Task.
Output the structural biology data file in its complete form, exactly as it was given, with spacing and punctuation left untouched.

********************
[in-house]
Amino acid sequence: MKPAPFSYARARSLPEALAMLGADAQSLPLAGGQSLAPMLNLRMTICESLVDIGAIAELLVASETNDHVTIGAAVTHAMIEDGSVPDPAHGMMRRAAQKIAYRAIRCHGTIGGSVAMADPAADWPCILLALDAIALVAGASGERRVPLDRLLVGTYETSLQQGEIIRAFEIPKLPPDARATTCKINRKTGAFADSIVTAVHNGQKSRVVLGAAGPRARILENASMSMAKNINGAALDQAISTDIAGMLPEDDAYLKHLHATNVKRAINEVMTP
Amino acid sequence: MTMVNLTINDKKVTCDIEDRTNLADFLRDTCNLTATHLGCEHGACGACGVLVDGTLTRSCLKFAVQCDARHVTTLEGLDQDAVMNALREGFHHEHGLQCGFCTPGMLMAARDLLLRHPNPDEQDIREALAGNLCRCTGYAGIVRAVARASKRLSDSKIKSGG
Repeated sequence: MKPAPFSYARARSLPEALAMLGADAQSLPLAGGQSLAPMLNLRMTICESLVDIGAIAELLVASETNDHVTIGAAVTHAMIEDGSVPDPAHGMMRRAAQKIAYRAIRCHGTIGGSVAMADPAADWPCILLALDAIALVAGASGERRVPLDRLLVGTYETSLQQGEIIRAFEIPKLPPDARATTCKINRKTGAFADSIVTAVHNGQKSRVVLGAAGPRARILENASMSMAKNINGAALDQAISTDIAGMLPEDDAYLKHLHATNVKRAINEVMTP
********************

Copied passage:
[in-house]
Amino acid sequence: MKPAPFSYARARSLPEALAMLGADAQSLPLAGGQSLAPMLNLRMTICESLVDIGAIAELLVASETNDHVTIGAAVTHAMIEDGSVPDPAHGMMRRAAQKIAYRAIRCHGTIGGSVAMADPAADWPCILLALDAIALVAGASGERRVPLDRLLVGTYETSLQQGEIIRAFEIPKLPPDARATTCKINRKTGAFADSIVTAVHNGQKSRVVLGAAGPRARILENASMSMAKNINGAALDQAISTDIAGMLPEDDAYLKHLHATNVKRAINEVMTP
Amino acid sequence: MTMVNLTINDKKVTCDIEDRTNLADFLRDTCNLTATHLGCEHGACGACGVLVDGTLTRSCLKFAVQCDARHVTTLEGLDQDAVMNALREGFHHEHGLQCGFCTPGMLMAARDLLLRHPNPDEQDIREALAGNLCRCTGYAGIVRAVARASKRLSDSKIKSGG
Repeated sequence: MKPAPFSYARARSLPEALAMLGADAQSLPLAGGQSLAPMLNLRMTICESLVDIGAIAELLVASETNDHVTIGAAVTHAMIEDGSVPDPAHGMMRRAAQKIAYRAIRCHGTIGGSVAMADPAADWPCILLALDAIALVAGASGERRVPLDRLLVGTYETSLQQGEIIRAFEIPKLPPDARATTCKINRKTGAFADSIVTAVHNGQKSRVVLGAAGPRARILENASMSMAKNINGAALDQAISTDIAGMLPEDDAYLKHLHATNVKRAINEVMTP